Business models matter. They are a form of governance — choose a business model, and you choose the rules you live by and the explicit and implicit incentives that will affect decisions small and large in obvious and subtle ways.
Yesterday, I talked about how we might benefit by moving from the “disruptive” paradigm stemming from the “move fast and break things” mentality of Silicon Valley and into a “slow down and fix things” mode, specifically when it comes to citations in this instance. Part of the solution to the larger shift into fixing things will involve placing ourselves back at the center of the technology world, in a way that gives us control of what happens and the benefits we derive.
This may mean abandoning business models developed in pursuit of scale, rapid information churn, and addictiveness. Many of these business models are built on a lopsided equations that usually come out in favor of the producers, using techniques known to foster addiction, and leaving the consumers with little leverage — businesses that advertise, sponsor, or fund information and services in order to push an agenda, glean marketing intelligence, and extract data offering free services that make the users into the product being sold to the producers.
Business models don’t need to exploit. Some inherently put consumers at the power center. These business models are designed to work when an organization is meeting paying customers’ needs. They are harder to build, but more lucrative, and self-managing in important ways. Part of fixing the future is recapturing this core relationship, where the user is not the product, but the product is made for the user. There is already a group of Silicon Valley veterans aiming to do just that through an initiative called Time Well Spent, which states the problem with the “apparently free but at a high hidden price” model thusly:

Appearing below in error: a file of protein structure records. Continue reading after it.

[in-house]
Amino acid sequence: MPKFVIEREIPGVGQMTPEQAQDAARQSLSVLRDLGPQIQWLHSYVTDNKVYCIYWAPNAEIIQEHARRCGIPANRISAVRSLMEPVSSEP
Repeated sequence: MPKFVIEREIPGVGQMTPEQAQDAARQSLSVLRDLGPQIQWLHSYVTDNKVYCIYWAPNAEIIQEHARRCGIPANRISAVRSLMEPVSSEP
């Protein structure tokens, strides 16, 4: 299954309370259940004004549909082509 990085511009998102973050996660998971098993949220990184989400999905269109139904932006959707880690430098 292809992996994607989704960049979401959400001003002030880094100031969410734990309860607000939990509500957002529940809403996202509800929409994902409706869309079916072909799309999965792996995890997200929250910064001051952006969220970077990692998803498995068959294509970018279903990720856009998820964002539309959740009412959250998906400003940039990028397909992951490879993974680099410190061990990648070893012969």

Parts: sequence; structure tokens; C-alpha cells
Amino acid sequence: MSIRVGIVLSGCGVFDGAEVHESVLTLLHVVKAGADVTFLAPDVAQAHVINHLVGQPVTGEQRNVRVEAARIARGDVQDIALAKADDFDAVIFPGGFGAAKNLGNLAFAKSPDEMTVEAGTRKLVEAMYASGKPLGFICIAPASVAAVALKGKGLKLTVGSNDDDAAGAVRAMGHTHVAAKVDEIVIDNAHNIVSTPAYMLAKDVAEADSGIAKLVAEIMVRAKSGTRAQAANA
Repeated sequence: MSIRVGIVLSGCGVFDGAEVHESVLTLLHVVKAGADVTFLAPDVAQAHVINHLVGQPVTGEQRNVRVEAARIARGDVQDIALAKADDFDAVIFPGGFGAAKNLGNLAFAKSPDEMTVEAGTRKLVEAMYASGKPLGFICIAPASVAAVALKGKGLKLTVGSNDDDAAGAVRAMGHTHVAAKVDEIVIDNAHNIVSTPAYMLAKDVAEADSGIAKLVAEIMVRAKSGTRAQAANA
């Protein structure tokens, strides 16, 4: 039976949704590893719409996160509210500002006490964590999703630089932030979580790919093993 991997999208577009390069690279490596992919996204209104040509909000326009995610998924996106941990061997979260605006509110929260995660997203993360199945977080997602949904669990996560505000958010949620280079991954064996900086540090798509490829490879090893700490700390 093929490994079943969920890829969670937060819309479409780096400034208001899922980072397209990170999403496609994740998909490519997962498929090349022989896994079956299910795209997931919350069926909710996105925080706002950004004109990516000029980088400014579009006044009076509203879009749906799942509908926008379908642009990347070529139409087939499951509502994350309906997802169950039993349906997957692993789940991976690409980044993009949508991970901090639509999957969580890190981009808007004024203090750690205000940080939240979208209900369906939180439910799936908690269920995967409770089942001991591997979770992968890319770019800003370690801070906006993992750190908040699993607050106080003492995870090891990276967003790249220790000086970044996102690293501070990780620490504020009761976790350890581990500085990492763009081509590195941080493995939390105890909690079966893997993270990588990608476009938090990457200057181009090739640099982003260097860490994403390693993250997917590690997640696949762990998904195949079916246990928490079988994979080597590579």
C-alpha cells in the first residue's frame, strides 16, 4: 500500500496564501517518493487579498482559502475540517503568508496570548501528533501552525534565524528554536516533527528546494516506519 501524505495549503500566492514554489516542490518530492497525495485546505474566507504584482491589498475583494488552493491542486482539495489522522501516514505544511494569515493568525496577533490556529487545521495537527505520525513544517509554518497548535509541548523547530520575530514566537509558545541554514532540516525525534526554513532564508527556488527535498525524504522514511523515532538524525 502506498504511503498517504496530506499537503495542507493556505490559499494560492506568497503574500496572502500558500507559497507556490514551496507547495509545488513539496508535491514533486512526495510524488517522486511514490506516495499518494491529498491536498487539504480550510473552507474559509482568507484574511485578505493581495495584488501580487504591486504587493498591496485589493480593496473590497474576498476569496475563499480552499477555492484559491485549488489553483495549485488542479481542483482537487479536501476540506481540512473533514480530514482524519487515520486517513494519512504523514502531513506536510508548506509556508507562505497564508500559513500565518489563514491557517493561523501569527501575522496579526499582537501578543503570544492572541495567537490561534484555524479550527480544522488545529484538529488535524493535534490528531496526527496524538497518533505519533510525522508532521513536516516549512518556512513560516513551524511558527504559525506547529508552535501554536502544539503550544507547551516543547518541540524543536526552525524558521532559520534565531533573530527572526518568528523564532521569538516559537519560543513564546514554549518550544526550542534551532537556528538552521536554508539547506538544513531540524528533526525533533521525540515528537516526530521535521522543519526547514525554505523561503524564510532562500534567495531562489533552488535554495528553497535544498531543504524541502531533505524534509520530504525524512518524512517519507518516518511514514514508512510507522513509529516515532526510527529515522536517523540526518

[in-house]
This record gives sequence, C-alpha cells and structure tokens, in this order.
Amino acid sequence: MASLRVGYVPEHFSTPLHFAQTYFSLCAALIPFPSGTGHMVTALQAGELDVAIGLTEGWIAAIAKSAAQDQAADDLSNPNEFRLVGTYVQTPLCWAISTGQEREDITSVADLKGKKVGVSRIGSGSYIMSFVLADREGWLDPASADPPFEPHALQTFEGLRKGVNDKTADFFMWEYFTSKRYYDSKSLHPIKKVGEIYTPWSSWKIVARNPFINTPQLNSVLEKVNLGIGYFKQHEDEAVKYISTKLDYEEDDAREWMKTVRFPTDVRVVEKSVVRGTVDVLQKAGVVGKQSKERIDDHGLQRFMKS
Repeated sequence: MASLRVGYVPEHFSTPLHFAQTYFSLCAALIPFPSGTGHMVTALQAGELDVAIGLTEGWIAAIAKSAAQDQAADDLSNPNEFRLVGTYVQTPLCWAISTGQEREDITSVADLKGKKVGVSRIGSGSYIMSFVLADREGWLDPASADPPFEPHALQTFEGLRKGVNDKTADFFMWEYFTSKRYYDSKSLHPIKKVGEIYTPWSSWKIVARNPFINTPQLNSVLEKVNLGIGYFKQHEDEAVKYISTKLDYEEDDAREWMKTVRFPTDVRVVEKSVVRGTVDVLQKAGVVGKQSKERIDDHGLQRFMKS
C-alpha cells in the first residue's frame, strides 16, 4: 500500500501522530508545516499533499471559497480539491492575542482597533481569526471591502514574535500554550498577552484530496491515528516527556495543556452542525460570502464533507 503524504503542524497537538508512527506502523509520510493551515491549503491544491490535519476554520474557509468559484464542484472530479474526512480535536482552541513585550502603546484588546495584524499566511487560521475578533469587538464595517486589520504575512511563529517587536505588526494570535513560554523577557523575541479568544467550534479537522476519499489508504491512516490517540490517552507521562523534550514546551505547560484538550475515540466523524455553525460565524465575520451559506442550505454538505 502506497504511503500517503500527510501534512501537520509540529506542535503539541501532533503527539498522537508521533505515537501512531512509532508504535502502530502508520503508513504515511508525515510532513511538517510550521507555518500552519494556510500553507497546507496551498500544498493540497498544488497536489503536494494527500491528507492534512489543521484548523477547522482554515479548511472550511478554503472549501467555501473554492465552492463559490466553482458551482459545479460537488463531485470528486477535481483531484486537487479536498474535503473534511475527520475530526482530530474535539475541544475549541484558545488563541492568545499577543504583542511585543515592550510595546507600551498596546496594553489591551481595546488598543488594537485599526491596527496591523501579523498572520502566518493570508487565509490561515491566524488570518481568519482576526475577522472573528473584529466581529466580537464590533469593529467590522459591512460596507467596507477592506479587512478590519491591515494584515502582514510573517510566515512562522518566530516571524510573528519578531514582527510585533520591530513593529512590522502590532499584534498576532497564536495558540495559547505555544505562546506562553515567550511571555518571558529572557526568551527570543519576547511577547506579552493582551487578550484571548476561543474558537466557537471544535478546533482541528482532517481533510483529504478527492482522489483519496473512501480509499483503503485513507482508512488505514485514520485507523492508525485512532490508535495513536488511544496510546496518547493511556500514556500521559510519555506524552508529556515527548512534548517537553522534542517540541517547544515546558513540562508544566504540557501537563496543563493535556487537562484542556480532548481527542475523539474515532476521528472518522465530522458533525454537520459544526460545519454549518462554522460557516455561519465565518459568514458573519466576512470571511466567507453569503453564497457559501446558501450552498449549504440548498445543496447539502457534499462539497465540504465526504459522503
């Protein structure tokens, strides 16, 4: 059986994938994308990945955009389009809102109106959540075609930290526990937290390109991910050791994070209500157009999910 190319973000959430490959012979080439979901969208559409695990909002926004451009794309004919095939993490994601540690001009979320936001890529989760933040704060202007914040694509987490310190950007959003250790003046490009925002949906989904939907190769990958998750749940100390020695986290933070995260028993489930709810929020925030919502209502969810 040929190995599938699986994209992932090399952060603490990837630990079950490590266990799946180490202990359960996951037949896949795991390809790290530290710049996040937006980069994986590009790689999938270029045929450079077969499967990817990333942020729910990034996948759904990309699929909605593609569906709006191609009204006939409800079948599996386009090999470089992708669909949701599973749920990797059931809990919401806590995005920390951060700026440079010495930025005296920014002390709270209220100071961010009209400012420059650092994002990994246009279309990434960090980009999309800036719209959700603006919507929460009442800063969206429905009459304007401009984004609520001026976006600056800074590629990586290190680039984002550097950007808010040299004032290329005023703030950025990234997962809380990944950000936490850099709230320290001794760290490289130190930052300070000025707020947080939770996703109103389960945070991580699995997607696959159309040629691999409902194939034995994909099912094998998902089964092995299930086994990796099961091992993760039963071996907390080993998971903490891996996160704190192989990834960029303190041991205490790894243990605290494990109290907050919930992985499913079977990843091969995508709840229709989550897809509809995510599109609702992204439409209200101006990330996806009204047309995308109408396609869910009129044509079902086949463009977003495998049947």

What began as a race to monetize our attention is now eroding the pillars of our society: mental health, democracy, social relationships, and our children.
Imagine if Facebook were forced to contend with making most of its money from a few million people paying a small amount each month, whose cancellations would have an immediate impact on the platform’s revenues? Would Facebook (or society) be better or worse off? Would Facebook’s fear of losing paying customers make them put their customers’ interests at the center of their behavior in a way that would increase accountability and foster mutual respect?